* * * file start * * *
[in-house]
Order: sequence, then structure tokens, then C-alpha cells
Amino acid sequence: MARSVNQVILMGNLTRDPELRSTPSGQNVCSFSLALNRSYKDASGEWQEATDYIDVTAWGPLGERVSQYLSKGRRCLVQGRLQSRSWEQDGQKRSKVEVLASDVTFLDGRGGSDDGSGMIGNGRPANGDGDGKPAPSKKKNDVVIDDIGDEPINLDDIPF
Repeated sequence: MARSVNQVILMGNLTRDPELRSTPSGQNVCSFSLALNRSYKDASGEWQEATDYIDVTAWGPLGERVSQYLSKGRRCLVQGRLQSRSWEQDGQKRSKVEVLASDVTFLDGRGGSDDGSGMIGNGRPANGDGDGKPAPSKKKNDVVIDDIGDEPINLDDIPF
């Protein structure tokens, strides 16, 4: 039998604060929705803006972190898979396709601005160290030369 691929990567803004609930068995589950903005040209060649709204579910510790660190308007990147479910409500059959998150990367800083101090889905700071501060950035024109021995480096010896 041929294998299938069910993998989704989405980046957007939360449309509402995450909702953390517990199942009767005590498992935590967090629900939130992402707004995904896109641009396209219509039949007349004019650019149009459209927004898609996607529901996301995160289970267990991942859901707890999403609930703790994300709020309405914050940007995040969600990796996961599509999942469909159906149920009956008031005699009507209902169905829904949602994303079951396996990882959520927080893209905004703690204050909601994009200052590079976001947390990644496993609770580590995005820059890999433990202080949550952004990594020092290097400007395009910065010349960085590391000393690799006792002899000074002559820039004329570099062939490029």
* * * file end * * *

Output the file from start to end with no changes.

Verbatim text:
[in-house]
Order: sequence, then structure tokens, then C-alpha cells
Amino acid sequence: MARSVNQVILMGNLTRDPELRSTPSGQNVCSFSLALNRSYKDASGEWQEATDYIDVTAWGPLGERVSQYLSKGRRCLVQGRLQSRSWEQDGQKRSKVEVLASDVTFLDGRGGSDDGSGMIGNGRPANGDGDGKPAPSKKKNDVVIDDIGDEPINLDDIPF
Repeated sequence: MARSVNQVILMGNLTRDPELRSTPSGQNVCSFSLALNRSYKDASGEWQEATDYIDVTAWGPLGERVSQYLSKGRRCLVQGRLQSRSWEQDGQKRSKVEVLASDVTFLDGRGGSDDGSGMIGNGRPANGDGDGKPAPSKKKNDVVIDDIGDEPINLDDIPF
């Protein structure tokens, strides 16, 4: 039998604060929705803006972190898979396709601005160290030369 691929990567803004609930068995589950903005040209060649709204579910510790660190308007990147479910409500059959998150990367800083101090889905700071501060950035024109021995480096010896 041929294998299938069910993998989704989405980046957007939360449309509402995450909702953390517990199942009767005590498992935590967090629900939130992402707004995904896109641009396209219509039949007349004019650019149009459209927004898609996607529901996301995160289970267990991942859901707890999403609930703790994300709020309405914050940007995040969600990796996961599509999942469909159906149920009956008031005699009507209902169905829904949602994303079951396996990882959520927080893209905004703690204050909601994009200052590079976001947390990644496993609770580590995005820059890999433990202080949550952004990594020092290097400007395009910065010349960085590391000393690799006792002899000074002559820039004329570099062939490029």